Wednesday, December 16, 2009

Puberty Puts Teens at Higher Risk for Sleep Apnea

A study published yesterday in the Journal of Clinical Sleep Medicine found that teens’ and children’s breathing may be affected differently by obesity. The study showed that obesity increased teens’ risk for sleep apnea but did not raise younger children’s risk.

Sleep studies were given to 234 Caucasian children. Each child was between two and 18 years of age. They all had histories of snoring and were under evaluation for obstructive sleep apnea (OSA).

Results indicated that the risk of OSA among Caucasian adolescents 12 years of age and older increased 3.5 fold with each standard-deviation increase in body mass index (BMI). But the risk of OSA did not significantly increase with increasing BMI among children younger than 11.

BMI is a measurement of your body fat based on your height and weight. Find out your BMI here.

The results surprised the authors, according to a press release. Dr. Mark Kohler said that they had not expected sleep apnea risk to vary by age.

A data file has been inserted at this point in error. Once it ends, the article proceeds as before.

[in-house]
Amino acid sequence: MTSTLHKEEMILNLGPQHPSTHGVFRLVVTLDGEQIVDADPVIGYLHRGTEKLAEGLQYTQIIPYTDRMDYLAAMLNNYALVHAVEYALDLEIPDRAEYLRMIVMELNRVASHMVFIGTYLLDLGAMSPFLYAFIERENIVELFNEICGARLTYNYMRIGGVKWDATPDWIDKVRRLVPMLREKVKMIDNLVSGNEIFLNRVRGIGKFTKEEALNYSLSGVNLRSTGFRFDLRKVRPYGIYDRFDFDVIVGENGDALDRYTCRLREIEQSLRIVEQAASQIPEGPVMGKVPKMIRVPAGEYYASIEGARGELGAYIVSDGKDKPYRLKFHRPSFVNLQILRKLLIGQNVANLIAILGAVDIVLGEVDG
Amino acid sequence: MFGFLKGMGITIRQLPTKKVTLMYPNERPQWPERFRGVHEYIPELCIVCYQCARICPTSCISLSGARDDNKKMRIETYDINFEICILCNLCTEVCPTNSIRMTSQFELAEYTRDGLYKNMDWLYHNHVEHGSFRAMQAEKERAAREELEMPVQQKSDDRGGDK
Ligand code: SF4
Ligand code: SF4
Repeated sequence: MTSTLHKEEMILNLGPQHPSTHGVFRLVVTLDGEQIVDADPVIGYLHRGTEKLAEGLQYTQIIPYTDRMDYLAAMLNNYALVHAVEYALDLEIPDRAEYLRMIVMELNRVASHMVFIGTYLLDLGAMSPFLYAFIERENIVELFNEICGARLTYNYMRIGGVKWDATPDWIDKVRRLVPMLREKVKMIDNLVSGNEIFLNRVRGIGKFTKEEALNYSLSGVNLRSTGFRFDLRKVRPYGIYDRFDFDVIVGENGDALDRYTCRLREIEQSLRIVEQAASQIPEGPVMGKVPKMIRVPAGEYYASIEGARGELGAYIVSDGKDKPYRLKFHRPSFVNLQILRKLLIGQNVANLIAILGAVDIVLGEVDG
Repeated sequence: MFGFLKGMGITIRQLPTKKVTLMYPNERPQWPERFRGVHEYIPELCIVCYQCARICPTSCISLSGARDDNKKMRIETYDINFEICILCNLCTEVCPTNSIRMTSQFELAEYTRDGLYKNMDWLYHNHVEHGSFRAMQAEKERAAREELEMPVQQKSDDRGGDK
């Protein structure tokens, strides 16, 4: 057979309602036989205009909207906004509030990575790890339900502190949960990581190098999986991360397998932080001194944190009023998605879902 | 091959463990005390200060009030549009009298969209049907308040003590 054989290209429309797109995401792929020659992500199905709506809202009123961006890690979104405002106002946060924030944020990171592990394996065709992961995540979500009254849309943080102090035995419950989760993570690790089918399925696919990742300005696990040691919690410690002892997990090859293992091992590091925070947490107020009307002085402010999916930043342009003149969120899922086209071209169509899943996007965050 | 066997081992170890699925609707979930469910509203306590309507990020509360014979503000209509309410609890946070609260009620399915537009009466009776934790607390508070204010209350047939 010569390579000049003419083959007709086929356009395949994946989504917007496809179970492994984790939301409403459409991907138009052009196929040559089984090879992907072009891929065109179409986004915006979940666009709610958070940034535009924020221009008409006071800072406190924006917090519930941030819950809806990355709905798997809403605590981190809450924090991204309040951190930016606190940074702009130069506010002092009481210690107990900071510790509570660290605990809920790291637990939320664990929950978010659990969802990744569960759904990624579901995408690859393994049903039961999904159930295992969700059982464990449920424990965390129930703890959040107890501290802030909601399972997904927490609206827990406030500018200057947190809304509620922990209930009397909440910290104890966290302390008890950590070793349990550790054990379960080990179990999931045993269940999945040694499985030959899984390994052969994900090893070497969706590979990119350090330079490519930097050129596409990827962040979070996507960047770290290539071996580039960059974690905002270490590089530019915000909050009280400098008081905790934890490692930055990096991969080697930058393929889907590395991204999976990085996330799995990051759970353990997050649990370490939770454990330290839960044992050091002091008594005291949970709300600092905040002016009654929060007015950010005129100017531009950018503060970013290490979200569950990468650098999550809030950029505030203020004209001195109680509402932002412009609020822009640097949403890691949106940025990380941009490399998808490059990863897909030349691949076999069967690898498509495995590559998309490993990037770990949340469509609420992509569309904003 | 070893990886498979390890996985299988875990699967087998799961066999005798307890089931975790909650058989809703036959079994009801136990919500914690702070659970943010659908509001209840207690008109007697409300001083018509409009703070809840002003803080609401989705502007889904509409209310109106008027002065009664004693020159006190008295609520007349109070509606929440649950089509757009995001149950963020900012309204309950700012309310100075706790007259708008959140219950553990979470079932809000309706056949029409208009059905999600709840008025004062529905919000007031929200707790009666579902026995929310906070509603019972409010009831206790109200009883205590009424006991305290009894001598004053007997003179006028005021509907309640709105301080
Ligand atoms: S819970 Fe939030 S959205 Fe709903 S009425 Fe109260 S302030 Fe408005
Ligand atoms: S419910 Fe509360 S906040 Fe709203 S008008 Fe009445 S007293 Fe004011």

The results suggest that development changes during puberty may cause the higher sleep apnea risk in obese teens.

Tonsil size may impact the risk of developing OSA. But obesity among snoring teens should be considered grounds for physician referral regardless of tonsil size.

The release noted that African-American children seem to have a higher risk for OSA independent of obesity.

According to the American Academy of Sleep Medicine (AASM) two percent of otherwise healthy young children have OSA.

If you are a parent, here is what you should look for. Kids with OSA often seem like they are working hard to breathe during sleep. They will snore loudly and may stop breathing for 10 to 30 seconds or gasp for breath. If you notice these signs, speak with a physician.

Click here to read the AASM’s fact sheet on OSA in children

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The Official Blog of the American Academy of Dental Sleep Medicine (AADSM) is intended as an information source only. Content of this blog should not be used for self-diagnosis or treatment, and it is not a substitute for medical care, which should be provided by the appropriate health care professional. If you suspect you have a sleep-related breathing disorder, such as obstructive sleep apnea (OSA), you should consult your personal physician or visit an AASM-accredited sleep disorders center. The AADSM, and the American Academy of Sleep Medicine, as the managing agent of the AADSM, assume no liability for the information contained on the Official Blog of the AADSM or for its use.